November 2016 JD Supra
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Forensic accounting has been described as an “art and science” that investigates people and money. Forensic accountants are known for tracing funds (following the money), uncovering hidden assets and educating involved parties as to potential damages. In simple words, a forensic accountant will hunt until the money is found, make sure that money is applied to the right place, discover if money and/or assets have been hidden, or if funds or assets have landed in the lap of unintended recipients.  This is why, (according to the Association of Certified Fraud Examiners – ACFE), forensic accountants are invaluable resources in the discovery and the resolution of the most common type of fraud – Asset Misappropriation. The ACFE also believes that close to 7% of an organization’s revenues can be lost to asset misappropriation. It has become a serious problem and a no win situation for all involved.

In an asset misappropriation, the perpetrator steals or misuses an organization’s belongings and resources; usually without force. Meaning, they are taken through trickery and deceit. Common asset misappropriation in a business is composed of cash and assets. Some examples are: stealing physical cash, performing fraudulent disbursements, inventory theft and misusage of assets (employees using company assets for their personal use).
The three circumstances in which most asset misappropriation occurs are:
 Before the assets are recorded in the books/records of an entity (skimming).
 While the assets are held in the entity (larceny).
 During the process of purchasing goods and services (billing process, expense reimbursement and payroll frauds).
Asset misappropriation is usually detected through:
1. Tips or complaints
2. Internal controls
3. The perpetrator turning himself/herself in
4. Assessment of “red flags”
Typically asset misappropriation will produce certain detectable symptoms. Inconsistencies and deviations in accounting,
internal controls operations and behavior will produce “red flags”. Some examples of “red flags” are:
 Missing, altered, or photocopied documents
 Stale items on bank reconciliations

 Increased or excessive past due accounts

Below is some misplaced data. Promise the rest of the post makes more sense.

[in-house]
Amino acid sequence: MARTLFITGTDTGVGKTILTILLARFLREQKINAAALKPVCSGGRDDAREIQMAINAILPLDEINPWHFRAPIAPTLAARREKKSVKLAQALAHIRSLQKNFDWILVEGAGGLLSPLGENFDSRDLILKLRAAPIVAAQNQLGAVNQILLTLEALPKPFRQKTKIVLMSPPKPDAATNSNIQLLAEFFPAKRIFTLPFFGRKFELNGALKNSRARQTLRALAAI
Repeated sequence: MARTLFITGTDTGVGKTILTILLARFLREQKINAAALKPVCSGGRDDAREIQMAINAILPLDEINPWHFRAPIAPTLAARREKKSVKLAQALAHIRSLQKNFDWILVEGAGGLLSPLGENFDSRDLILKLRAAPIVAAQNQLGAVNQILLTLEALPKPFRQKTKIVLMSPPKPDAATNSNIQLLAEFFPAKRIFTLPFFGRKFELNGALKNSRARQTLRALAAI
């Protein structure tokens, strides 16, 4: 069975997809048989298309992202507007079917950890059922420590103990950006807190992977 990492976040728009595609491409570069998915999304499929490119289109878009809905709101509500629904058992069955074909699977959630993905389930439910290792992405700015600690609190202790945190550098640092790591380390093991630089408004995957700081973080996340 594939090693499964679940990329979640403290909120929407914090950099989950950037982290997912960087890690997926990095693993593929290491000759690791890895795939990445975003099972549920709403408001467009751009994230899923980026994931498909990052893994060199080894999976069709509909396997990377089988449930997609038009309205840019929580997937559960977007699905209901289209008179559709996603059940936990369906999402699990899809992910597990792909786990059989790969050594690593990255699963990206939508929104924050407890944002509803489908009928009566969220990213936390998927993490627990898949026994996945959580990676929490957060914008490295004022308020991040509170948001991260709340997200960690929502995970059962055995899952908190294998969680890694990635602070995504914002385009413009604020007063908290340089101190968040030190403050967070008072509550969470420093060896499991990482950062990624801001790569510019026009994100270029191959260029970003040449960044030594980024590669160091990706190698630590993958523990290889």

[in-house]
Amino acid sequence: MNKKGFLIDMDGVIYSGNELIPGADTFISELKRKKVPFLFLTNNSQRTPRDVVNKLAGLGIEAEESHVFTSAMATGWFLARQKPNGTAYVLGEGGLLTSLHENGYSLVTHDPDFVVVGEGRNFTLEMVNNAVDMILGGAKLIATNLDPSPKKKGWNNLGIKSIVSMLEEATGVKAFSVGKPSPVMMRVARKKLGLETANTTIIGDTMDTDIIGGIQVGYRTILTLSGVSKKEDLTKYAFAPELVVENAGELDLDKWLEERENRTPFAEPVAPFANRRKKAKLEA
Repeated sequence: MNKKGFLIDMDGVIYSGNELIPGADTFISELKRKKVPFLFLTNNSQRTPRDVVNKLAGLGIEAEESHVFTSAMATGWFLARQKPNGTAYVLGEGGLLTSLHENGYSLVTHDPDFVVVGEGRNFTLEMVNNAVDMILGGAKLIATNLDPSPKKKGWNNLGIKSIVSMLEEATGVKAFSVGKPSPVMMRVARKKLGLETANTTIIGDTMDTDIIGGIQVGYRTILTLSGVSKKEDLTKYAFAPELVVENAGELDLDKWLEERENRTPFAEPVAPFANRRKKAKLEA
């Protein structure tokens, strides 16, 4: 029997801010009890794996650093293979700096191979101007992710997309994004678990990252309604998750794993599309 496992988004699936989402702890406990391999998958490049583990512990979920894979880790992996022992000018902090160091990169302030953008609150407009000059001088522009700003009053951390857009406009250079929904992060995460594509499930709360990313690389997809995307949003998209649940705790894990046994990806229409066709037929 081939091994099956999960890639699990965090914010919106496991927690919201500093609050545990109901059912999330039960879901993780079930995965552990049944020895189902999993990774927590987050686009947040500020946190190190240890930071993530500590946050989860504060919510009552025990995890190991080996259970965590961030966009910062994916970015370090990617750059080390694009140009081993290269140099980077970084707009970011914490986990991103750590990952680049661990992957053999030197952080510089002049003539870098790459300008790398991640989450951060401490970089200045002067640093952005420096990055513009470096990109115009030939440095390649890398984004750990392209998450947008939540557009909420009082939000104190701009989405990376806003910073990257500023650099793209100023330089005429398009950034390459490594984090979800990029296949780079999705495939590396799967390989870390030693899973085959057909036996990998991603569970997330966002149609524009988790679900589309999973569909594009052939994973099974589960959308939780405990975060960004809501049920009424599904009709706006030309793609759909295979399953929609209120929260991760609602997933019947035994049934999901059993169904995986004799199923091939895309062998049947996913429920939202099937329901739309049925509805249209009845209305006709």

 Unexplained or confusing journal entries
 Inaccuracies in the ledger accounts
 Unexplained changes in financial statements
 Internal Control Weaknesses
 Lack of segregation of duties
 Lack of physical safeguards
 Lack of independent checks
 Lack of proper authorization on documents and records
 Overrides of existing internal controls
 Inadequate accounting system
 Company assets sold at less than market value
 Excessive number of checking accounts
 Frequent change of bank accounts
 Use of several different banks
 Significant downsizing during a healthy market
 Unexpected overdrafts or declines in cash balance
 Operating on a crisis basis
 Insufficient capital
 Dependence on only one or two products
 Frequent changes in legal counsel
 Frequent changes in executive management and directors
 High employee turnover, especially in areas that are more vulnerable to fraud
 Continuous rollover of loans
 A compensation program that is out of proportion to profits
 Unusual organizational structure
 Problems with government regulators
According to the ACFE, 44% of perpetrators live beyond their means, 33% are experiencing financial difficulties and 22% have an “unusually close relationship” with a vendor or a customer.
An entity confronting asset misappropriation should re-evaluate its internal controls. A qualified forensic accountant can recommend internal control systems that will help deter and prevent fraud schemes, and assist with establishing control environments, accounting systems, control activities, and monitoring.
Don’t be a victim of your own making. Forensic accountants are specialists in demand due to their experience in investigation, detection, and quantification of losses. Consult now.